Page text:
Cover image for The rose of Martinique : a life of Napoleon's Josephine
The rose of Martinique : a life of Napoleon's Josephine
Stuart, Andrea.
Personal Author:
Publication Information:
New York : Grove Press, [2003]

Physical Description:
xiii, 455 pages, 16 unnumbered pages of plate : illustrations (some color) ; 24 cm
Format :


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DC216.1 .S78 2003 Adult Non-Fiction Central Closed Stacks

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Josephine Bonaparte was one of the most remarkable women of the modern era. In this acclaimed biography, Andrea Stuart brings her so utterly to life that readers finally understand why Napoleon's last word before dying was the name he had given her, Josephine.

Author Notes

Andrea Stuart was raised in the Caribbean. She studied English at the University of East Anglia, and French at the Sorbonne

Reviews 3

Booklist Review

Even though the lives of lovelyosephine and her insanely ambitious second husband, Napoleon Bonaparte, have become legendary, Stuart takes a fresh and revelatory approach to portraying the Creole from Martinique who became empress of France by emphasizing bothosephine and Napoleon's outsider status as emigres from small islands. She was from a lush Caribbean wonderland poisoned by slavery, and he hailed from Corsica, and both were greatly underestimated when they first arrived in Paris. Writing with magnetic animation and vivid specificity, Stuart tracks the astonishing vicissitudes of Rose's life (Napoleon called herosephine) as she evolved from a gauche country girl into a seasoned voluptuary, a high priestess of style, and the famously kind, poised, and diplomatic wife of the most powerful man in Europe. Part and parcel of this gripping tale of love, adversity, loss, and survival is the story of the rapidly fluctuating status of women in France and the terrors of the French Revolution, harsh realities Stuart chronicles with acumen and finesse. But what makes this altogether moving biography truly unforgettable are Stuart's deep insights intoosephine's devotion to beauty, adaptability, compassion, and capacity for joy and love. --Donna Seaman Copyright 2004 Booklist

Publisher's Weekly Review

Born in Martinique, her name was Rose when she arrived in France at age 15 to marry her first husband, a handsome man-about-court who quickly neglected his disappointingly provincial wife. Rose matured and built alliances in unlikely places, including the convent where her husband forced her to retire and the prison where she spent the last months of the French Revolution. It was after this period and her husband's execution that she became one of Paris's great hostesses and attracted the attention of an awkward but rising military hero named Napoleon Bonaparte. Stuart (Showgirls) captures the tentativeness of their first years of marriage, when letters of the often-absent, sexually inexperienced Napoleon raged with jealousy while Rose, whom he renamed Josephine, continued to have the affairs common in her social circle. Sources provide a challenge to the biographer, who must wade through material written much later when writers were fully aware of the importance of the actors and scenes they described. The twin dangers of contemporary romanticization and criticism haunt Stuart's text, yet the shifting sands of identity they create seem appropriate, for Rose and Napoleon were both remaking themselves. The almost pathological ways they complemented each other remain painfully clear as Stuart traces the denouements of their lives. It was hardly a happy marriage, and Stuart's argument that the emperor's harsh treatment of women in the Code Napol?on reflected the dynamics and frustrations of his own marriage seems quite convincing in this context. 16 pages of color illus. not seen by PW. Agent, David Godwin. (Apr.) (c) Copyright PWxyz, LLC. All rights reserved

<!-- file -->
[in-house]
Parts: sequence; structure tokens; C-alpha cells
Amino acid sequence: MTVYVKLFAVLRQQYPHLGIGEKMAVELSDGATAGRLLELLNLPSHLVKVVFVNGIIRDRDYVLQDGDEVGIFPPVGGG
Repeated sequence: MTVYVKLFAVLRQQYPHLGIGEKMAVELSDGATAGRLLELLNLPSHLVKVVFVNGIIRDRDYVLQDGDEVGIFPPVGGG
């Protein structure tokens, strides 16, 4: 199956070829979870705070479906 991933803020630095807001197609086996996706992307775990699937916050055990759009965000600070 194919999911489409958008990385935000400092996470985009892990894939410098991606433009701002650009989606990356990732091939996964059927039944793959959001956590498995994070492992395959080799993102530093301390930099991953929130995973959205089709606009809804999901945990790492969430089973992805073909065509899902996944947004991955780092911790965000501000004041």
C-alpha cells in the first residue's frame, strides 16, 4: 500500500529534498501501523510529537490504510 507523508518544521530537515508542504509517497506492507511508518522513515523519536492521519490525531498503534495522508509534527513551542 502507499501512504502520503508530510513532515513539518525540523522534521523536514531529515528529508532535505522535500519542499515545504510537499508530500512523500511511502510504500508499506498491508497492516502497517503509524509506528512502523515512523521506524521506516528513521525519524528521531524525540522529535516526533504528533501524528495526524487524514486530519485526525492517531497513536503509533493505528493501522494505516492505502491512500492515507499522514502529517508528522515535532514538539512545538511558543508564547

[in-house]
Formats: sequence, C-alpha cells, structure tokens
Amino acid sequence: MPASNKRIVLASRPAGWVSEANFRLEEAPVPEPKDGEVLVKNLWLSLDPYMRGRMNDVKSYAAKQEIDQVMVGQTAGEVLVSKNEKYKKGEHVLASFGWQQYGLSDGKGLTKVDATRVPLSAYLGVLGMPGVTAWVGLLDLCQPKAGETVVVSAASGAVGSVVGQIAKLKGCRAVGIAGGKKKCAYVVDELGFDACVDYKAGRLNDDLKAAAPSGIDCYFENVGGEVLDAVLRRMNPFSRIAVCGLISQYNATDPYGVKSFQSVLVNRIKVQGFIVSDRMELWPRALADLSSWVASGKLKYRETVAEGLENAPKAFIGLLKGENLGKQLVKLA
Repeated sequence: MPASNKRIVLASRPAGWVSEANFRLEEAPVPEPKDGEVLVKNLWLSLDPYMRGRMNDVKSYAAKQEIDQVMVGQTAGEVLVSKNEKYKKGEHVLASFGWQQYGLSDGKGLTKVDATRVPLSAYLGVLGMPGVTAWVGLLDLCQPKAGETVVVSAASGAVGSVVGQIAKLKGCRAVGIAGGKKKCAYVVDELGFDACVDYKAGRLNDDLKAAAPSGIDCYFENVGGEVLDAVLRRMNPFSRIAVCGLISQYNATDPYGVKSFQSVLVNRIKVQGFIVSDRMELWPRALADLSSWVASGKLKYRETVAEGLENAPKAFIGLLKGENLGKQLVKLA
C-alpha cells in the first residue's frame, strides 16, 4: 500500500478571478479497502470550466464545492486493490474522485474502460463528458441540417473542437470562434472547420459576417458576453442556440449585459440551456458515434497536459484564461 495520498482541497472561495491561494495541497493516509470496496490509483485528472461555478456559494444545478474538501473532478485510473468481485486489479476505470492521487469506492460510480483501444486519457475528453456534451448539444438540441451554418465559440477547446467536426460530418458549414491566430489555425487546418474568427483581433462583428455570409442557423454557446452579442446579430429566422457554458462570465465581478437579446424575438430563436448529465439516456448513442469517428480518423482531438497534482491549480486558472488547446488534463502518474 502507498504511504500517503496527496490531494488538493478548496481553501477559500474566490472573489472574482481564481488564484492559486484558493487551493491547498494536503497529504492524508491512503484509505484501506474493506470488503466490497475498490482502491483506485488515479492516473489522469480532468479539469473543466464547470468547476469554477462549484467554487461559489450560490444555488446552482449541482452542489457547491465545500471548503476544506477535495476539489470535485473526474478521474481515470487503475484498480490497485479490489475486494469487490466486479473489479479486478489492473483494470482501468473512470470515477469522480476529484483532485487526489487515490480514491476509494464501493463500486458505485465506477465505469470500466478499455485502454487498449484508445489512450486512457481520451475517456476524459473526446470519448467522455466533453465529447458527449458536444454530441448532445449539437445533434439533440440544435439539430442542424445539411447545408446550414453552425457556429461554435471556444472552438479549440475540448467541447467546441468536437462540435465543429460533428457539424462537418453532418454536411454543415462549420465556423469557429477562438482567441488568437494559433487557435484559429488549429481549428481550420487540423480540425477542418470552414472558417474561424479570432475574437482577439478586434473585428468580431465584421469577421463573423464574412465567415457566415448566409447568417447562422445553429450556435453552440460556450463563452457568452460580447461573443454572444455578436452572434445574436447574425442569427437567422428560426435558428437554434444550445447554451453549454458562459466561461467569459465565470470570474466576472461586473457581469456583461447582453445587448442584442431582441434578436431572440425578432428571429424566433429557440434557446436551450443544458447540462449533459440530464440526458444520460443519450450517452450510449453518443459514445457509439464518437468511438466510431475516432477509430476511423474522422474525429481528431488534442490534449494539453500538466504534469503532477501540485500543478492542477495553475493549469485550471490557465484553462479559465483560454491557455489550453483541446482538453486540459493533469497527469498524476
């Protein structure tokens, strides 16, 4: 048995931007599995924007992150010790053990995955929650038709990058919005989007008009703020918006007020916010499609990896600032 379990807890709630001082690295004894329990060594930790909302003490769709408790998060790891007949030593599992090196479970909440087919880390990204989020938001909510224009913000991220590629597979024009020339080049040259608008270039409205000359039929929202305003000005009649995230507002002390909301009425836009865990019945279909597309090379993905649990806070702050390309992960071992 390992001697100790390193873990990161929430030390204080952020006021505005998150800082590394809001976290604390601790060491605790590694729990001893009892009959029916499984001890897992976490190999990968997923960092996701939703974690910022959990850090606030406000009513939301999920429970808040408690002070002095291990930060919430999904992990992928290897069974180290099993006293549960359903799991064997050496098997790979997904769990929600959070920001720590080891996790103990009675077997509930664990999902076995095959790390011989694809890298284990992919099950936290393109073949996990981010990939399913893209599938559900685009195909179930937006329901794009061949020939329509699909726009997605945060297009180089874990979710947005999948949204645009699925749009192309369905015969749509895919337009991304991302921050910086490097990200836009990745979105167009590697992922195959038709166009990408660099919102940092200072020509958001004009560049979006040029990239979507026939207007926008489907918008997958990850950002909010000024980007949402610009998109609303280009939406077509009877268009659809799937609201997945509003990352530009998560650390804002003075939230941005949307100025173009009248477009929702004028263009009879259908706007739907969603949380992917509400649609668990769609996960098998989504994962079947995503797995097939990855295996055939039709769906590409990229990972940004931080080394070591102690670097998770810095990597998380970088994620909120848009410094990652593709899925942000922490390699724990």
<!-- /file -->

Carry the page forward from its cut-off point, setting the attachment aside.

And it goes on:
Library Journal Review

Jamaican-born author Stuart (Showgirls) believes that her understanding of Caribbean heritage makes her especially well equipped to profile Napoleon's famous consort, who was born Rose de Tasher on a sugar plantation in the French colony of Martinique. The future Empress Josephine came to Paris as an unsophisticated 16-year-old intended in marriage to nobleman and legendary philanderer Alexandre de Beauharnais. Using diaries and letters, Stuart re-creates Josephine's story in painstaking detail. She sensitively explains how Josephine's seemingly glamorous life was really marked by a series of difficult adjustments: facing life as an immigrant outsider, emerging from a failed marriage, raising two children alone, and suffering the infidelities of two husbands. Stuart also describes Josephine's daily routine; seeks to uncover her political views, especially on race and slavery; and, most important, demonstrates how she adapted to the many challenges she faced. While removing herself from historiographical debates, Stuart does try to make sense of Josephine's reputation "for easy morals and gold digging," admitting that she was a passionate and sensual woman who used her charms to survive. Hence, she emerges as a startlingly modern woman. This engrossing, well-researched biography should interest general readers fascinated by the romance of the Napoleonic period.-Marie Marmo Mullaney, Caldwell Coll., NJ (c) Copyright 2010. Library Journals LLC, a wholly owned subsidiary of Media Source, Inc. No redistribution permitted.

Table of Contents

List of Illustrationsp. ix
Prefacep. xi
1 Childhoodp. 1
2 Arrivalp. 33
3 Married Lifep. 42
4 Alexandre in Martiniquep. 64
5 The Conventp. 73
6 Fontainebleaup. 80
7 Return of the Nativep. 89
8 Revolutionp. 98
9 Imprisonmentp. 130
10 Thermidorp. 142
11 Italyp. 181
12 Egyptp. 216
13 Brumairep. 252
14 The Consulatep. 262
15 Coronationp. 314
16 Empirep. 326
17 Seclusionp. 371
Notesp. 411
Bibliographyp. 431
Indexp. 442